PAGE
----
Politics

October 19, 2013

Debt, Obamacare defeats stir rancor among Republicans

In the midterm elections, the tea party movement plans to target those who voted for the budget deal.

By Laurie Kellman
The Associated Press

(Continued from page 1)

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Sens. Mike Lee, R-Utah, left, and Ted Cruz, R-Texas, walk to the Senate floor on Wednesday to vote on a bill that raised the debt ceiling and reopened the federal government.

The Associated Press

Opponents of the tea party strategy to make “Obamacare” the centerpiece of the budget fight seethed over what they said was an exercise in self-destruction. Many clamored for Boehner and McConnell, the nation’s highest-ranking Republicans, to impose some discipline, pointing to polls that showed public approval of Congress plummeting to historic lows and that most Americans blamed Republicans for the government shutdown.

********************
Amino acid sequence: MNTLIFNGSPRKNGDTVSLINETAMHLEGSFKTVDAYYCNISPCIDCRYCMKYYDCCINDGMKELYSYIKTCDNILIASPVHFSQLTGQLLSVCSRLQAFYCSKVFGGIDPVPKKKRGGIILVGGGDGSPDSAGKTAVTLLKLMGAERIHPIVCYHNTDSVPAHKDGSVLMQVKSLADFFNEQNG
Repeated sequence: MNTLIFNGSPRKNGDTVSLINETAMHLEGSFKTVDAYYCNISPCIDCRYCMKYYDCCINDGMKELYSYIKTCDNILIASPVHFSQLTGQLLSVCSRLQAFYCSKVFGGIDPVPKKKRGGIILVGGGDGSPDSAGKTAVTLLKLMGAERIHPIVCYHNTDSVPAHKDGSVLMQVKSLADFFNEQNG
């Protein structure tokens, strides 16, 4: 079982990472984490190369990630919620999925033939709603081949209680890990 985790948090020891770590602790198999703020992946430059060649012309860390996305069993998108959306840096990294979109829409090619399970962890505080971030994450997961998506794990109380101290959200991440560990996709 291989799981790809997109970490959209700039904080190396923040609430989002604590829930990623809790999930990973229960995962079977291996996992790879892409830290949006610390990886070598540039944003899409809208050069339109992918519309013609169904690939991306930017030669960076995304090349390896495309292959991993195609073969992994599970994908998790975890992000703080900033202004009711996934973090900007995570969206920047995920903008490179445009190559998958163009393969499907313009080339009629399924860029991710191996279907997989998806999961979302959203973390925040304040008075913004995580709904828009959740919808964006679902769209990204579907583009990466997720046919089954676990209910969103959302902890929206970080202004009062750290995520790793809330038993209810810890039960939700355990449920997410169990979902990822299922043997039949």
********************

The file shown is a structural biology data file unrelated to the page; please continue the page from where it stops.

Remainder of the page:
A Pew Research Center poll released this week showed public favorability for the tea party dropped to its lowest level since driving the Republican takeover of the House in the 2010 elections. An AP-Gfk poll showed that 70 percent now hold unfavorable views of the tea party.

And yet, House Republican leaders tried again and again to resolve the standoff the tea party’s way – by demanding limits on Obamacare in exchange for reopening the government – until they ran of options and accepted the bipartisan deal.

A losing strategy?

“When your strategy doesn’t work, or your tactic doesn’t work, you lose credibility in your conference,” said Rep. Aaron Schock, R-Ill., referring to the tea partyers’ tactics. “Clearly the leadership followed certain members’ tactics, certain members’ strategies, and they proved not to be all that successful. So I would hope that we learn from the past.”

“I do believe the outside groups have really put us in this position,” said Rep. Renee Ellmers, R-N.C., referring to the Heritage Foundation’s political campaign arm and other organizations demanding fealty to their ideology. Those groups “have worked in conjunction with members of Congress and with Tea Party groups pushing a strategy that was never going to work.”

Tea partyers hold a contrary view. Boehner, they say, solidified his standing as the GOP’s leader by holding the line against compromise as long as he did. And the standoff, they add, has increased their movement’s clout.

 

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